Rooks and Romanticide

Written by J.I. Radke
Review by Nicola M. Imbracsio

Rooks and Romanticide alters the well-known tragedy of Shakespeare’s Romeo and Juliet by placing it in an alternative world of Victorian London. In J.I. Radke’s atmospheric novel, New London is besieged by turf warfare between the Dietrich and Ruslaniv families. Yet, amidst this violent turmoil, the two families’ male heirs develop a clandestine love affair that could potentially save their world, or shatter it to pieces.

Radke creates a richly descriptive alternative London while making several references to Romeo and Juliet (the novel is divided into acts and scenes, there is a balcony, and lines from Shakespeare’s play are incorporated throughout). Like Romeo and Juliet’s forbidden love, the romance between Cain Dietrich and Levi Ruslaniv is passionate and intense. Radke enhances this intensity by surrounding the romantic plot with political intrigue. Moreover, the sexual intimacy of the two male lovers makes the romance even more perilous: the characters exist in an alternative Victorian England, yet the morality is much the same. While Radke does borrow bits from Shakespeare, this is certainly not the Bard’s romance as it is full of sex and violence.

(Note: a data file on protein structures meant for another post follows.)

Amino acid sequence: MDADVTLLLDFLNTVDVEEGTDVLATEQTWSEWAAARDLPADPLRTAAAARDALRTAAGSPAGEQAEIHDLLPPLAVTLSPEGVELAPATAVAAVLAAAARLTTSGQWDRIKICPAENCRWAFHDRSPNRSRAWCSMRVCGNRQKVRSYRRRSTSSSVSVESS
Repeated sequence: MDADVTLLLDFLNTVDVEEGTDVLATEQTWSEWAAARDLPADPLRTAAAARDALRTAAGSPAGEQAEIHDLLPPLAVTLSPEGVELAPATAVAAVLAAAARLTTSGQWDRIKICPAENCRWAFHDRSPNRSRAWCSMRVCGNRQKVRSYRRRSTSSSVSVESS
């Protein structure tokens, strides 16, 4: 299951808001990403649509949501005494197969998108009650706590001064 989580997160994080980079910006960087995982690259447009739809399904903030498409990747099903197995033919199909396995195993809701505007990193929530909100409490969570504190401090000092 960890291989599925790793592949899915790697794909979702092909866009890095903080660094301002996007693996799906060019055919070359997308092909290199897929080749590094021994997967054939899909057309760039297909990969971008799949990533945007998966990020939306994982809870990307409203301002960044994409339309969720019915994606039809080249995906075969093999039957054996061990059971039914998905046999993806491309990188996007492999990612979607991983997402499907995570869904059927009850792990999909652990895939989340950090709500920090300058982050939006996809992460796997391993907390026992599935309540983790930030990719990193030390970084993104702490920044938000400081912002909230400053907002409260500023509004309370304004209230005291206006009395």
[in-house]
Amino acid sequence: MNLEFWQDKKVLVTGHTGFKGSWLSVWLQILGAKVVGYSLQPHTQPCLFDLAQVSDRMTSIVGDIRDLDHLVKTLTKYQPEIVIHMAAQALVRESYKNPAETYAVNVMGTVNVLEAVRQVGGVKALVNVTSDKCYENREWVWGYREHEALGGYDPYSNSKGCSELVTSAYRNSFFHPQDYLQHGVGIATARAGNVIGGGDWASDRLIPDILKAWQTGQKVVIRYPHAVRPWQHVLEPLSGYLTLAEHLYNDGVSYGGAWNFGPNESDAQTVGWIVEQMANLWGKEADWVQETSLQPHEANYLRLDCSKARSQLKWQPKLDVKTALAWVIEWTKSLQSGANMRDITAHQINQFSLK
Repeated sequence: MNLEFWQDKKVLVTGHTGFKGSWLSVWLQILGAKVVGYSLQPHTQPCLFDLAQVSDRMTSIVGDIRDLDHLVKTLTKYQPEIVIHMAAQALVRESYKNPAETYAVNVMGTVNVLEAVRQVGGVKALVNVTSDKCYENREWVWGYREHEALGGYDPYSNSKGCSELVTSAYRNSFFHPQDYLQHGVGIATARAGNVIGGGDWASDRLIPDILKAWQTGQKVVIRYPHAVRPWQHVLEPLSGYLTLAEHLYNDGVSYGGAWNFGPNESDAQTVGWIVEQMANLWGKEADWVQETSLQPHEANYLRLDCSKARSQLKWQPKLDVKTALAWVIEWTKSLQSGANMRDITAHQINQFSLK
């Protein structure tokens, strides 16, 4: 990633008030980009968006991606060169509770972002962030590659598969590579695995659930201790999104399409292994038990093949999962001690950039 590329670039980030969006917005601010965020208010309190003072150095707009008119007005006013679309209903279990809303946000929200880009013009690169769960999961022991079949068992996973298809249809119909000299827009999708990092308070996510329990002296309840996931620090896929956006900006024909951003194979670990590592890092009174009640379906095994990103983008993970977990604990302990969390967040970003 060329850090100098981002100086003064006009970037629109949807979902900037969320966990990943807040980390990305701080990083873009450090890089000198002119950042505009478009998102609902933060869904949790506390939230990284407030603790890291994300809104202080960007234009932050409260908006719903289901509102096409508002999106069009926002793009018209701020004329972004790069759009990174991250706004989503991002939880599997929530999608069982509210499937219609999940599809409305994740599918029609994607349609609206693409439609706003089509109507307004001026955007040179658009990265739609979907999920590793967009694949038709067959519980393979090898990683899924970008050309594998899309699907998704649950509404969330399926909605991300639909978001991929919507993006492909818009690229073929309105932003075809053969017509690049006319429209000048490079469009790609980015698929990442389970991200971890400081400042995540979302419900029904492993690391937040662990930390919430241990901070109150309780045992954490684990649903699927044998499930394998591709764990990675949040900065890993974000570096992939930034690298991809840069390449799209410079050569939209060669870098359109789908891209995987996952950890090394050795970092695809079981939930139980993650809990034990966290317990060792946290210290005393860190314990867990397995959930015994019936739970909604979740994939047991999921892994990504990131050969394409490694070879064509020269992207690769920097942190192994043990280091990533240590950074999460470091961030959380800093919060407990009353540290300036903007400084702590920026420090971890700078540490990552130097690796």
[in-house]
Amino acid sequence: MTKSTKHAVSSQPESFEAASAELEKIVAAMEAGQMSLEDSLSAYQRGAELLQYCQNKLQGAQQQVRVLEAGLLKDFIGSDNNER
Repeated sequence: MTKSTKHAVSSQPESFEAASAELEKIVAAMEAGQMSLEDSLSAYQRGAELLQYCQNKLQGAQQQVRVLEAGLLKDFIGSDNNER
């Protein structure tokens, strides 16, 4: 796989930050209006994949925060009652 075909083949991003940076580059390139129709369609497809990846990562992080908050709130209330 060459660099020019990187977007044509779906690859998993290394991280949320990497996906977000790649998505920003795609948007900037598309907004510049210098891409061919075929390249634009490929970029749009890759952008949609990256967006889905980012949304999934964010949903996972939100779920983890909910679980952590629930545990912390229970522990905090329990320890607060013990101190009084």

Rooks and Romanticide is a fun read, with a vivid setting and a compelling plot. However, the novel is largely overwritten as Radke does not trust his readers to interpret the significance of a gesture or moment and instead points it out for them. Additionally, Radke sacrifices potentially powerful scenes for extensive exposition that is overpopulated with similes and rhetorical questions. All of this results in characters that are distanced from the reader’s sympathies and concern.